One Capitol Hill lead pipe certainty: every year Congress will try to pass legislation to import more overseas workers, and an equally strong push to grant an amnesty for the millions of unlawfully present aliens that will include lifetime valid work permits. Annual congressional attempts to pass immigration legislation that will expand the workforce, and greatly increase the nation’s population, are as certain as rain. The strategy, so far unsuccessful, is for a prominent Republican to endorse the proposed bill. With Republicans on board, the media can then label the legislation bipartisan, a helpful tool in selling the bill to its unsuspecting, under-informed readers.
See the roll call of prominent Republicans who have been all-in on the worst of bad immigration bills over the last 15 years: the 2005 McCain-Kennedy bill; the 2013 Gang of Eight bill that included Marco Rubio, Jeff Flake, Lindsey Graham and John McCain; the former Senate Judiciary Chair Orrin Hatch-championed I-Squared Act that would have increased by 110,000 the H-1B visa cap, and the 2019 Fairness for High-Skilled Immigrants Act that would eliminate the per-country numerical cap for employment-based immigrants which Utah’s Mike Lee heartily backs. The Senate is indifferent to the cruel reality that endless numbers of H-1B visa holders have displaced, and continue to displace, U.S. tech workers since the enactment of the Immigration Act of 1990.
Invariably, the Republicans joined with the most pro-immigration Democrats to support the expansive immigration bills. The Democrats were in 2005, Ted Kennedy; in 2013, Richard Durbin, Chuck Schumer, Robert Menendez and Michael Bennet, and in 2019, Kamala Harris.
This year, the most prominent and loudest cheerleader for more immigration is former South Carolina U.S. representative and current Acting White House Chief of Staff Mick Mulvaney. Before a private U.K. audience, Mulvaney said: “We are desperate – desperate – for more people. We are running out of people to fuel the economic growth that we’ve had in our nation over the last four years. We need more immigrants.”
Today’s specific amnesty agenda calls for the Senate, in a push that current Senate Judiciary Chair Graham is spearheading, to adopt an upper chamber version of Zoe Lofgren’s (D-Calif.) agriculture amnesty, the Farm Workforce Modernization Act, a cheap labor, indentured servitude bill that would allow an estimated 1.5 million aliens access to Green Cards in exchange for their labor for a fixed period, between four to ten years.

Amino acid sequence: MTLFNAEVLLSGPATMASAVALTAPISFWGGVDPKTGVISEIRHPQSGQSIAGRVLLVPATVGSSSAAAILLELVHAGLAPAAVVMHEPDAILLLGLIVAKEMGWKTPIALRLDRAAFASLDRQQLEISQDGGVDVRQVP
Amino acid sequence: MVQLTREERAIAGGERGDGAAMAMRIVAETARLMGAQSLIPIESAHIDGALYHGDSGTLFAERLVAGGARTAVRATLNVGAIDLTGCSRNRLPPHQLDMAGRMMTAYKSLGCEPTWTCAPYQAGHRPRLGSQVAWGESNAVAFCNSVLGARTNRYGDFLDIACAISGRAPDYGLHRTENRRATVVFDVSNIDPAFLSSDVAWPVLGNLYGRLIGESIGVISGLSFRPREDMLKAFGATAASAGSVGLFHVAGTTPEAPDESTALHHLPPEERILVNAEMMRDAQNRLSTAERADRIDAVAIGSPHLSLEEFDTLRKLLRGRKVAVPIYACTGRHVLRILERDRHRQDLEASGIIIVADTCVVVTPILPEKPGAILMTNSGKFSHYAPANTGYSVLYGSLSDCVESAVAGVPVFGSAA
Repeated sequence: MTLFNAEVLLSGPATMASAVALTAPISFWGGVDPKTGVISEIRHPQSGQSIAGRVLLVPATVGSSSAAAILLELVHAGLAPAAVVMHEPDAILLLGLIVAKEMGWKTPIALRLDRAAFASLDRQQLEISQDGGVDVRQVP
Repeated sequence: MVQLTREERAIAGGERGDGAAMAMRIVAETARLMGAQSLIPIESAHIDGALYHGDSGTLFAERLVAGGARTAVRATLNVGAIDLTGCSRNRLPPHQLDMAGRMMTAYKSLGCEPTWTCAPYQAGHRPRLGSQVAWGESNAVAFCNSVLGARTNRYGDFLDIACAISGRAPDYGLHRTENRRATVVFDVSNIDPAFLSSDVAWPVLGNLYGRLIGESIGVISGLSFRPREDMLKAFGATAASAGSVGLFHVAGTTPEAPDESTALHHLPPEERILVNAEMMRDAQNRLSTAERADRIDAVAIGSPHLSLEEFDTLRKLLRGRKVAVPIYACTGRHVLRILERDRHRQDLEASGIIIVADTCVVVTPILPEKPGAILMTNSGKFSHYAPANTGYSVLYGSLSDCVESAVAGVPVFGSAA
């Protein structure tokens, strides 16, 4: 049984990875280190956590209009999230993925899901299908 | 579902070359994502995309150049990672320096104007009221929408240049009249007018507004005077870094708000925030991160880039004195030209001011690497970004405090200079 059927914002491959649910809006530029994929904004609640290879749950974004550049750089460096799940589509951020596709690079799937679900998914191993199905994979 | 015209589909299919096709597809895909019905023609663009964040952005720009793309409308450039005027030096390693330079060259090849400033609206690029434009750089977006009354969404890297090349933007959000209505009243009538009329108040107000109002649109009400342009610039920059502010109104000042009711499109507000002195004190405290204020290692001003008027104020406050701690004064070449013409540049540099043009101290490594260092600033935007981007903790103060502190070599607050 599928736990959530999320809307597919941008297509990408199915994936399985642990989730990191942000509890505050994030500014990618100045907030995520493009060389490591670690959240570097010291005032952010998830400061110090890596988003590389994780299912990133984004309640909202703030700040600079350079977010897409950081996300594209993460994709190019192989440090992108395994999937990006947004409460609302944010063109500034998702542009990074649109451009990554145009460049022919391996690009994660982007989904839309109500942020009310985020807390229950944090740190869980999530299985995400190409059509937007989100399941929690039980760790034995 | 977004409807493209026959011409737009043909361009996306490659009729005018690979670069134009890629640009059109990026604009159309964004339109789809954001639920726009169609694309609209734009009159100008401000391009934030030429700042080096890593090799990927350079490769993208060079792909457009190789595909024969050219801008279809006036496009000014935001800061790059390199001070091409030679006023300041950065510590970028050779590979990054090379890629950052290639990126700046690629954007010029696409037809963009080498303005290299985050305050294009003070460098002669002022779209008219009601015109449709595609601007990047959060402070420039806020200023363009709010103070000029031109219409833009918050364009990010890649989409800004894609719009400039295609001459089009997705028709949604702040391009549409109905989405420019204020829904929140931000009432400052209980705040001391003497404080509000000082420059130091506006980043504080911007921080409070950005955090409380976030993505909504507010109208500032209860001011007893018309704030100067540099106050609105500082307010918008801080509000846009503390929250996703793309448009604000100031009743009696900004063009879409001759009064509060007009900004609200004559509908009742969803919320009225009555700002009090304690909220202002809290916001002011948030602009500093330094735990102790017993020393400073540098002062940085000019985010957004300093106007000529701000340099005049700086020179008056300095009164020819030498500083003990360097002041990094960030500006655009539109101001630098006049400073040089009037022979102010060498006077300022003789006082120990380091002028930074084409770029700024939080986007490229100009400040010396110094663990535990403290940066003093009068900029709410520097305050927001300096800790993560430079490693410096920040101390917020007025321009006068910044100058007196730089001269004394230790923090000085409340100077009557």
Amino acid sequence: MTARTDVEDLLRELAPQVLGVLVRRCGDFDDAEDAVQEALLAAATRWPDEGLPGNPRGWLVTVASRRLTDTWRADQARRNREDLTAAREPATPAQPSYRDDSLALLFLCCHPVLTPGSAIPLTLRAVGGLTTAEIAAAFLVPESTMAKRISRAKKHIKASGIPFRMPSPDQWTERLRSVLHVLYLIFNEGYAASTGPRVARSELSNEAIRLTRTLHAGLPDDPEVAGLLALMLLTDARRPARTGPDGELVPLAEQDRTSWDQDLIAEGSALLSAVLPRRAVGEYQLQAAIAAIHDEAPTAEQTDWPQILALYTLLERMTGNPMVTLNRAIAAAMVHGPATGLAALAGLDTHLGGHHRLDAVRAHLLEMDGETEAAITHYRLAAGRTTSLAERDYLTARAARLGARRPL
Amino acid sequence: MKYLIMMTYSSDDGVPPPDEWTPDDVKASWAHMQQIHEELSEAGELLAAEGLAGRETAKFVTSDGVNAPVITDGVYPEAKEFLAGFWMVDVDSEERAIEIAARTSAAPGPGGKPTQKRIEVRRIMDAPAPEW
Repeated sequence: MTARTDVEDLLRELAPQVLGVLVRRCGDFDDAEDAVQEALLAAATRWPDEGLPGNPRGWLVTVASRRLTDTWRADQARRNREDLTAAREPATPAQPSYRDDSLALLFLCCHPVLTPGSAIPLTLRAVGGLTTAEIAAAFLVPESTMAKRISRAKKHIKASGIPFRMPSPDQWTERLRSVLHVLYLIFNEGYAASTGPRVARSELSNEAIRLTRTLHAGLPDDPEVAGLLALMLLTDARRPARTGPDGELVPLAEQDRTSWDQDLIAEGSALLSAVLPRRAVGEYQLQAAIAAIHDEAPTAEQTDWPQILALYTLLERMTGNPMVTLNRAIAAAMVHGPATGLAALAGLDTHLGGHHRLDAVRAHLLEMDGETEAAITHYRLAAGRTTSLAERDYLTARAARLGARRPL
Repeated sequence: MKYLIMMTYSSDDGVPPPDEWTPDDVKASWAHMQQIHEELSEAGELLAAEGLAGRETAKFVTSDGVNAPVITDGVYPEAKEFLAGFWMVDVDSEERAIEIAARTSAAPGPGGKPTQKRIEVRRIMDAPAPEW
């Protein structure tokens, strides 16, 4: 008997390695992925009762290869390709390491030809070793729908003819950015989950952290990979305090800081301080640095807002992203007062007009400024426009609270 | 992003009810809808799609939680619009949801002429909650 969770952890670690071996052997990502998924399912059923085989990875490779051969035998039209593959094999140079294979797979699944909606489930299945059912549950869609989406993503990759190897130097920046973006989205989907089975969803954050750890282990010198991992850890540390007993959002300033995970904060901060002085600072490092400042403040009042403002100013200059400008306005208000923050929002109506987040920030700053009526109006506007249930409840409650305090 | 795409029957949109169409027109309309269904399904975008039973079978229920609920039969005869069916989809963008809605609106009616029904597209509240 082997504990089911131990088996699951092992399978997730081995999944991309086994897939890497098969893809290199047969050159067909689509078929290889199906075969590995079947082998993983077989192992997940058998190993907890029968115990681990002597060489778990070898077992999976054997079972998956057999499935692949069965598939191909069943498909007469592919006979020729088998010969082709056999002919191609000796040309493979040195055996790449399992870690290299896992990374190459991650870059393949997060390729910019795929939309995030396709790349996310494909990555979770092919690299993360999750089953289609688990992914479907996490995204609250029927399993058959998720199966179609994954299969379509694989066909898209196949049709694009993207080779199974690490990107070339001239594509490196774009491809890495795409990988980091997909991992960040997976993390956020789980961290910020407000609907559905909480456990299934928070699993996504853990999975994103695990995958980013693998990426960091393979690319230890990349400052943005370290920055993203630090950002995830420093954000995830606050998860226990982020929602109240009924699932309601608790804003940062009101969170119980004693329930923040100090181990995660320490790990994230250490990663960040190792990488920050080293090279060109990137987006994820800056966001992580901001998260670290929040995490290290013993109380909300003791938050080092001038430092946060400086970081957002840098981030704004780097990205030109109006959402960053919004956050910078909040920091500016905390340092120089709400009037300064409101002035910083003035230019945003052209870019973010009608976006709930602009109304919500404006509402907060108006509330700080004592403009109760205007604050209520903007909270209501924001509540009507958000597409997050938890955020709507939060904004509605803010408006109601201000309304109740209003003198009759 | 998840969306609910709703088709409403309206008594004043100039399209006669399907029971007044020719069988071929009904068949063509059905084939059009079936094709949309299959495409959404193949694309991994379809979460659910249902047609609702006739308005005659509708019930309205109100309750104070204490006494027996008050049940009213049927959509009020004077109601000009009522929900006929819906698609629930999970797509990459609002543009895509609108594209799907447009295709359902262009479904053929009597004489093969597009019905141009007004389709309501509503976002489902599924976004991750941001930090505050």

The federal government has not given the slightest indication that it can properly manage any immigration bills, let alone a farm worker amnesty. In 1986, President Ronald Reagan’s Immigration Reform and Control Act included the Special Agricultural Workers (SAW) provision. SAW was a disaster, so bad that The New York Times wrote that it was “one of the most extensive immigration frauds ever perpetrated against the United States government.”
Mulvaney’s comment that the country is in dire need of more people is a complete lie. Ask commuters driving to work if the nation needs more people. More to the point on employment, despite the rosy reporting on jobs, data from the Bureau of Labor Statistics shows that millions of prime working-age people including minorities continue to be unemployed or under-employed. Nevertheless, every year more than 1 million legal immigrants get work permits, and about 750,000 guest workers receive employment-based visas. Then, there are the tens of thousands of workers who come unlawfully.
The unasked and therefore unanswered question in the Mulvaney mystery is whether President Trump encouraged his chief of staff to promote immigration. President Trump has made several references to his expansive immigration vision including his State of the Union bombshell that he wants the “highest [immigration] numbers ever.” For months, the president’s son-in-law Jared Kushner has been touting an immigration bill that would, among its other anti-American worker features, increase high-skilled labor or so-called “merit-based” immigration – a terrible outcome for U.S. tech workers that would flood the market with cheap labor.
If President Trump wins re-election, in his second term he’d be unencumbered by his campaign pledge to “hire American” that helped put him in the White House. Depending on whether President Trump decides to defend American workers or cave to demands from big business for low-cost labor, the next four years could signal an immigration apocalypse.